That’s a diagnosis offered in today’s WSJ (subscription req.) Maybe our culture puts too much emphasis on professional achievement.
While there is nothing wrong in striving for high levels of achievement, the problem arises when achievement becomes your principal source of self esteem. And in the current economic climate, it is easy to NOT be successful.
If you haven’t been laid off, your workload may be slow. If your plate is full, maybe your colleagues are not that busy. If you are responsible for generating work at your firm, you are probably finding it harder to generate billings (unless you happen to be involved in providing legal services that relate in some way to advising distressed companies or individuals).
In the long run, I think the current economic crisis will force more lawyers to reevaluate their priorities (e.g. why did I go to law school? what do I really want to do with my life? how can I use the added free time to improve my relationships with my friends, children, spouse and family?) I’ve long believed that striving for balance is important in both good times and bad. I’ve written about this many times including a piece I called Striving for Professional Mediocrity.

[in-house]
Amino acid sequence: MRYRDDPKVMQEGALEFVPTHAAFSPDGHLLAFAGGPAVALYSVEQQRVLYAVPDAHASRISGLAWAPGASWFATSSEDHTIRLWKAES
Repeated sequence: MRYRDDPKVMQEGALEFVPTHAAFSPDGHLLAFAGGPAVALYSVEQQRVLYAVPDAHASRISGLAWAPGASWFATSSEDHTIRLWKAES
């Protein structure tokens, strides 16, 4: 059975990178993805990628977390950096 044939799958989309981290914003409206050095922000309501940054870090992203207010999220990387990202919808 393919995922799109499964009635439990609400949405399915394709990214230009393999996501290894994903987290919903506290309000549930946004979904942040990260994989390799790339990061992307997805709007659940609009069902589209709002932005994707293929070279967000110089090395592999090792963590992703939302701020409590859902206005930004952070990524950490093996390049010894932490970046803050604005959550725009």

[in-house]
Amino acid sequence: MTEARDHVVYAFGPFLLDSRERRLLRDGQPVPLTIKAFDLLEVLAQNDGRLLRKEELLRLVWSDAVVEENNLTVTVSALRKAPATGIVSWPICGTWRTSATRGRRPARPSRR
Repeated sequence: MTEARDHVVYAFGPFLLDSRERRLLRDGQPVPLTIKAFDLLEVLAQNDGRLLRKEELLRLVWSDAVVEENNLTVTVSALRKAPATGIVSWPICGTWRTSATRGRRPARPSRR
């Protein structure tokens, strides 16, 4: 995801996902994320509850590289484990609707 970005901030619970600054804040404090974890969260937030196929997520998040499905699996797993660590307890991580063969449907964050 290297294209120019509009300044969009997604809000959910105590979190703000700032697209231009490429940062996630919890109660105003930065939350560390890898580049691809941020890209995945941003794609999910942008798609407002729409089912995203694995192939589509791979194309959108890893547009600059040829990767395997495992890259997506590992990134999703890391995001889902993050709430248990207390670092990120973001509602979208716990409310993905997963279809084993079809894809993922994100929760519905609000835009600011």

Personally, I’ve rediscovered cooking and my wife and I are eating better. I spend more time with our children, our dog gets more exercise, I’m following up with old friends more frequently and I’m taking care of little annoying car and house related projects that have been on the back burner for a long time. It’s not that I’m not working hard (in many ways, I’m focusing more energy than ever on identifying business opportunities). But I’m trying to focus more on other parts of my life to derive self esteem.
Yesterday, I played a great squash match. So what are you doing to build self esteem during these challenging times? Hint: focus on areas of your life where you have more control!